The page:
As if all of this doesn’t convince you the newest Model S is the best car on the road, there’s still one more point worth mentioning. The National Highway and Traffic Safety Administration has given the Model S a 5-star rating in all categories of it’s crash test.

As Tesla Motors would explain it, this is due to the “unique electric drivetrain that sits beneath the car’s occupant cell in it’s own subframe”.

In laymen’s terms, Tesla is talking about that low center of gravity, again. It has been tested and proven to improve handling and minimize rollover risk.

So what did they do with all the space a heavy gas engine usually occupies?  They placed impact absorbing boron steel rails in it’s place.  If someone gets into a head-on collision with your car, they’re in for a rough time–and you’ll be in much better shape by comparison.

In addition to the aforementioned panoramic roof, which improves the safety of the car all by itself, Tesla also added aluminum pillars that are reinforced with steel rails on the side of the vehicle.  This helps give additional support and stiffness to the roof.

And to think, even with all these rails and pillars added to the vehicle, it’s still lighter and handles better than any other car on the road today.

To add to all the engineered newbies in the sedan, Tesla rounds out its safety standards with 8 airbags, and a battery system that will automatically disconnect the main power source if there is an accident.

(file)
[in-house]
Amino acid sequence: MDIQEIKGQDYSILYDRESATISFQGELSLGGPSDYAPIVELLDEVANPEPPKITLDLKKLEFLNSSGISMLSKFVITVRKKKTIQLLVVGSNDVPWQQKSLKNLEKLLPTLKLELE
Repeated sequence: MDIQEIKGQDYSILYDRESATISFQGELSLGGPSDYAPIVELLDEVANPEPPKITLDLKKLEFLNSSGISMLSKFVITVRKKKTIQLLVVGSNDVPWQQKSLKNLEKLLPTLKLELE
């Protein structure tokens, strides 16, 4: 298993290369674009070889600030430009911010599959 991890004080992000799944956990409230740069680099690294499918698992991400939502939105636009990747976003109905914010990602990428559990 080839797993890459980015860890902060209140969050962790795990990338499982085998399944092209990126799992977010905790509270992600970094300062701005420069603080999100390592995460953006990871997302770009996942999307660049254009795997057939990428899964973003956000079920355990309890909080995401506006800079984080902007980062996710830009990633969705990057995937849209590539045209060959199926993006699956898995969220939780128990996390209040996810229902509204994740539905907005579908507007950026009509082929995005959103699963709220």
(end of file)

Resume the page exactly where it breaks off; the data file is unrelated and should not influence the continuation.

As they say on the website, “Should the worst happen, there is no safer car to be in than Model S.”

That, our dear friends, is why the newest Tesla vehicle broke the Consumer Reporting Agency.  Unless conventional cars find a way to significantly diminish the size, noise, and weight of a gas-combustion engine, there is no way it can match all of these driving design and engineering improvements.

However, for those of us who aren’t ready or simply can’t dish out $70,000 – $130,000 on a car (yeah, we cringed with you), we have good news.  Your normal, boring, non-futuristic car is still pretty darn safe.  And of course, one of the primary safety features, is your auto glass.

We won’t harp on about it, because we know you already know. If your glass is damaged beyond the size of a quarter, make sure to use our free auto glass replacement quote comparison tool. It can save you time, and possibly your life.

And then rest peacefully at night, and dream of driving a Model S. We’re right there with you.